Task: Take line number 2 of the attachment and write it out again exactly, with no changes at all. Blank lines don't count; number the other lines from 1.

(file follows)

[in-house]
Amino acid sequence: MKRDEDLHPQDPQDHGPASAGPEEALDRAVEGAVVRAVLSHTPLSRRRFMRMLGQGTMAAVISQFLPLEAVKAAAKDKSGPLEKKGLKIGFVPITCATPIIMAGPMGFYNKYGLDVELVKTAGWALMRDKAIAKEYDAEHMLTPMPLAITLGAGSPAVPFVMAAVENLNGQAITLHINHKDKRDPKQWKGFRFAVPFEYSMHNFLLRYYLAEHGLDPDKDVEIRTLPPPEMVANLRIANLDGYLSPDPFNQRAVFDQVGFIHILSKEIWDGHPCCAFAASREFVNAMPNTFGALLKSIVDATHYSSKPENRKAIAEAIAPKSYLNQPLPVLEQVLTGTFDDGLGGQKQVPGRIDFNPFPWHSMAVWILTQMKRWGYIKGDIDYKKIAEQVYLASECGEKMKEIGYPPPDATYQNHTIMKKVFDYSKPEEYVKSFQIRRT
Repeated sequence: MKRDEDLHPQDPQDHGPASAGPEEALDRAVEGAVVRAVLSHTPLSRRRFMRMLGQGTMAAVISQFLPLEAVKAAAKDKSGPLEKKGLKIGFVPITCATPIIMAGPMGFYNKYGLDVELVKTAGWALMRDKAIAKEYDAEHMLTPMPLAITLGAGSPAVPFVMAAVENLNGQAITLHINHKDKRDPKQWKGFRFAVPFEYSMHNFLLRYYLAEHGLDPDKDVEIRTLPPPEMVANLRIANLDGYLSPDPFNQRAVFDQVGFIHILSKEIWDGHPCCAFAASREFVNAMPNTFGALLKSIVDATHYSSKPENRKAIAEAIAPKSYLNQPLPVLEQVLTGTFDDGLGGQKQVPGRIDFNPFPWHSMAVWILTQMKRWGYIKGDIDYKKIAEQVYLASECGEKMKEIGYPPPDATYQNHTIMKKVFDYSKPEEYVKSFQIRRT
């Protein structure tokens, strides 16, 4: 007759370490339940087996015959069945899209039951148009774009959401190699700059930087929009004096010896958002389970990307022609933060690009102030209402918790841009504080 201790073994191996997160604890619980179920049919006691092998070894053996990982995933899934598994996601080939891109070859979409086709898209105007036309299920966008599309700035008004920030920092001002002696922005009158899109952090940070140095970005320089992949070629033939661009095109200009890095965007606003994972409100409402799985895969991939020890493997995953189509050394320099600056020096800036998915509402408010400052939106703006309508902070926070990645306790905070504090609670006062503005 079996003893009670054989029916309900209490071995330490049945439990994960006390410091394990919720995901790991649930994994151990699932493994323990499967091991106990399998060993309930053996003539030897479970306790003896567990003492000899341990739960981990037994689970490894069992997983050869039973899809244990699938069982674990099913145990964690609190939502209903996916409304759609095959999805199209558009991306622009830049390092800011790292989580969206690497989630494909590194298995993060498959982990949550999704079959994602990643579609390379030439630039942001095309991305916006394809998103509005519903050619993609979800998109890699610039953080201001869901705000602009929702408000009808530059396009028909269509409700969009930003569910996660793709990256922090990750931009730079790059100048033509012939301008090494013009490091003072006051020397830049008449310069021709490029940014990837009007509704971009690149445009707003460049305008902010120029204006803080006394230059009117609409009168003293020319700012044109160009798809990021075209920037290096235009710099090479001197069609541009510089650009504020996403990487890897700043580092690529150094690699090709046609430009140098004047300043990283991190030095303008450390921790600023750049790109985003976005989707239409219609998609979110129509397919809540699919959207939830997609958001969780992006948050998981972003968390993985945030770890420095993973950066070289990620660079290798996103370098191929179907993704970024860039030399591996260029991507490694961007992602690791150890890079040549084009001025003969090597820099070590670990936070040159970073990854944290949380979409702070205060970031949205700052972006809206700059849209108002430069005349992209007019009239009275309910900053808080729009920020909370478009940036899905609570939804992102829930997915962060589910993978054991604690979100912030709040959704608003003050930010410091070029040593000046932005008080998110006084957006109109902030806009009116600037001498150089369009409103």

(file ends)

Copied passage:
Amino acid sequence: MKRDEDLHPQDPQDHGPASAGPEEALDRAVEGAVVRAVLSHTPLSRRRFMRMLGQGTMAAVISQFLPLEAVKAAAKDKSGPLEKKGLKIGFVPITCATPIIMAGPMGFYNKYGLDVELVKTAGWALMRDKAIAKEYDAEHMLTPMPLAITLGAGSPAVPFVMAAVENLNGQAITLHINHKDKRDPKQWKGFRFAVPFEYSMHNFLLRYYLAEHGLDPDKDVEIRTLPPPEMVANLRIANLDGYLSPDPFNQRAVFDQVGFIHILSKEIWDGHPCCAFAASREFVNAMPNTFGALLKSIVDATHYSSKPENRKAIAEAIAPKSYLNQPLPVLEQVLTGTFDDGLGGQKQVPGRIDFNPFPWHSMAVWILTQMKRWGYIKGDIDYKKIAEQVYLASECGEKMKEIGYPPPDATYQNHTIMKKVFDYSKPEEYVKSFQIRRT